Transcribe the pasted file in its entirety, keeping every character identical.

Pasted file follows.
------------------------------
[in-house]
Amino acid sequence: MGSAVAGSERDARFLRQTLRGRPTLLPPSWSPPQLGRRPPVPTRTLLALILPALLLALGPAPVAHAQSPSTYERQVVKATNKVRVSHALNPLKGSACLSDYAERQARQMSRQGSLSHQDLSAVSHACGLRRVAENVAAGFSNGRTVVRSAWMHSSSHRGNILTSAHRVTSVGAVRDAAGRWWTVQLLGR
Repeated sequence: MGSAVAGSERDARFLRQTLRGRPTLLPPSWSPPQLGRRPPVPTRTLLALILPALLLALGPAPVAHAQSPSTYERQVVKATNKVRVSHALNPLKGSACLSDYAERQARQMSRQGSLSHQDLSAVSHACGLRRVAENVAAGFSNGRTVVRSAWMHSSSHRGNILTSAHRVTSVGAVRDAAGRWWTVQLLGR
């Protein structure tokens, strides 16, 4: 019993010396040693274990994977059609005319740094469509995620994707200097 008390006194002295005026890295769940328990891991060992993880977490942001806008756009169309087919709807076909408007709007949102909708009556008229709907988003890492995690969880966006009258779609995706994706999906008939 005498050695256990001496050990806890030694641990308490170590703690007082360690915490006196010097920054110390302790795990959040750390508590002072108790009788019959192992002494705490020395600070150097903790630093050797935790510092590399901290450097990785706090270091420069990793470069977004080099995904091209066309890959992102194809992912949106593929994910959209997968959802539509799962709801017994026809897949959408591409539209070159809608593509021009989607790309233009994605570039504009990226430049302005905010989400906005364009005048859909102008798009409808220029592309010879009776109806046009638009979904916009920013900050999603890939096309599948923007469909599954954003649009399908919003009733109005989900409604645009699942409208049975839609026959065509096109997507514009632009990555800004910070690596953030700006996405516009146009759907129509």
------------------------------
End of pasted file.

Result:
[in-house]
Amino acid sequence: MGSAVAGSERDARFLRQTLRGRPTLLPPSWSPPQLGRRPPVPTRTLLALILPALLLALGPAPVAHAQSPSTYERQVVKATNKVRVSHALNPLKGSACLSDYAERQARQMSRQGSLSHQDLSAVSHACGLRRVAENVAAGFSNGRTVVRSAWMHSSSHRGNILTSAHRVTSVGAVRDAAGRWWTVQLLGR
Repeated sequence: MGSAVAGSERDARFLRQTLRGRPTLLPPSWSPPQLGRRPPVPTRTLLALILPALLLALGPAPVAHAQSPSTYERQVVKATNKVRVSHALNPLKGSACLSDYAERQARQMSRQGSLSHQDLSAVSHACGLRRVAENVAAGFSNGRTVVRSAWMHSSSHRGNILTSAHRVTSVGAVRDAAGRWWTVQLLGR
């Protein structure tokens, strides 16, 4: 019993010396040693274990994977059609005319740094469509995620994707200097 008390006194002295005026890295769940328990891991060992993880977490942001806008756009169309087919709807076909408007709007949102909708009556008229709907988003890492995690969880966006009258779609995706994706999906008939 005498050695256990001496050990806890030694641990308490170590703690007082360690915490006196010097920054110390302790795990959040750390508590002072108790009788019959192992002494705490020395600070150097903790630093050797935790510092590399901290450097990785706090270091420069990793470069977004080099995904091209066309890959992102194809992912949106593929994910959209997968959802539509799962709801017994026809897949959408591409539209070159809608593509021009989607790309233009994605570039504009990226430049302005905010989400906005364009005048859909102008798009409808220029592309010879009776109806046009638009979904916009920013900050999603890939096309599948923007469909599954954003649009399908919003009733109005989900409604645009699942409208049975839609026959065509096109997507514009632009990555800004910070690596953030700006996405516009146009759907129509």